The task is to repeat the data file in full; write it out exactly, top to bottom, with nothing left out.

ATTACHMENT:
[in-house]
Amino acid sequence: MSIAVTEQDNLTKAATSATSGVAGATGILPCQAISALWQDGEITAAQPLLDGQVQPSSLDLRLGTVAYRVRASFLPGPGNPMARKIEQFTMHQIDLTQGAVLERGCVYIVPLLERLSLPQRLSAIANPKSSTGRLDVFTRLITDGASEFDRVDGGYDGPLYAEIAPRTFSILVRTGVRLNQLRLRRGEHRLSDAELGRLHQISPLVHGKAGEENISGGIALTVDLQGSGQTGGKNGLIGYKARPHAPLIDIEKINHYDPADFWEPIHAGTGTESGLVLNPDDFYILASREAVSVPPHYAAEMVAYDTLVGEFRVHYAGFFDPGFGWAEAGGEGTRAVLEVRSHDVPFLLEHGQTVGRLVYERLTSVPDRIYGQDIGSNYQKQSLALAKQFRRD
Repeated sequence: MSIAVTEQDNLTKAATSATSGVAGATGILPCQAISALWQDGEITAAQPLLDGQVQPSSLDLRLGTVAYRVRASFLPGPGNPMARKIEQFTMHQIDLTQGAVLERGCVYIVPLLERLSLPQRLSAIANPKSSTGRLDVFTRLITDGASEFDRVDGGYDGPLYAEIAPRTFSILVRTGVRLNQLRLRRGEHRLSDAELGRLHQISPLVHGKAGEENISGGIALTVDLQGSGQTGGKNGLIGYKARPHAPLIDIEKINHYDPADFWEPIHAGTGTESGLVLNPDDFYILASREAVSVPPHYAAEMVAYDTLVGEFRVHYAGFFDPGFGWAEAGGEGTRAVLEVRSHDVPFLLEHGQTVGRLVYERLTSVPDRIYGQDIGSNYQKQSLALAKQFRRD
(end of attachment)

[in-house]
Amino acid sequence: MSIAVTEQDNLTKAATSATSGVAGATGILPCQAISALWQDGEITAAQPLLDGQVQPSSLDLRLGTVAYRVRASFLPGPGNPMARKIEQFTMHQIDLTQGAVLERGCVYIVPLLERLSLPQRLSAIANPKSSTGRLDVFTRLITDGASEFDRVDGGYDGPLYAEIAPRTFSILVRTGVRLNQLRLRRGEHRLSDAELGRLHQISPLVHGKAGEENISGGIALTVDLQGSGQTGGKNGLIGYKARPHAPLIDIEKINHYDPADFWEPIHAGTGTESGLVLNPDDFYILASREAVSVPPHYAAEMVAYDTLVGEFRVHYAGFFDPGFGWAEAGGEGTRAVLEVRSHDVPFLLEHGQTVGRLVYERLTSVPDRIYGQDIGSNYQKQSLALAKQFRRD
Repeated sequence: MSIAVTEQDNLTKAATSATSGVAGATGILPCQAISALWQDGEITAAQPLLDGQVQPSSLDLRLGTVAYRVRASFLPGPGNPMARKIEQFTMHQIDLTQGAVLERGCVYIVPLLERLSLPQRLSAIANPKSSTGRLDVFTRLITDGASEFDRVDGGYDGPLYAEIAPRTFSILVRTGVRLNQLRLRRGEHRLSDAELGRLHQISPLVHGKAGEENISGGIALTVDLQGSGQTGGKNGLIGYKARPHAPLIDIEKINHYDPADFWEPIHAGTGTESGLVLNPDDFYILASREAVSVPPHYAAEMVAYDTLVGEFRVHYAGFFDPGFGWAEAGGEGTRAVLEVRSHDVPFLLEHGQTVGRLVYERLTSVPDRIYGQDIGSNYQKQSLALAKQFRRD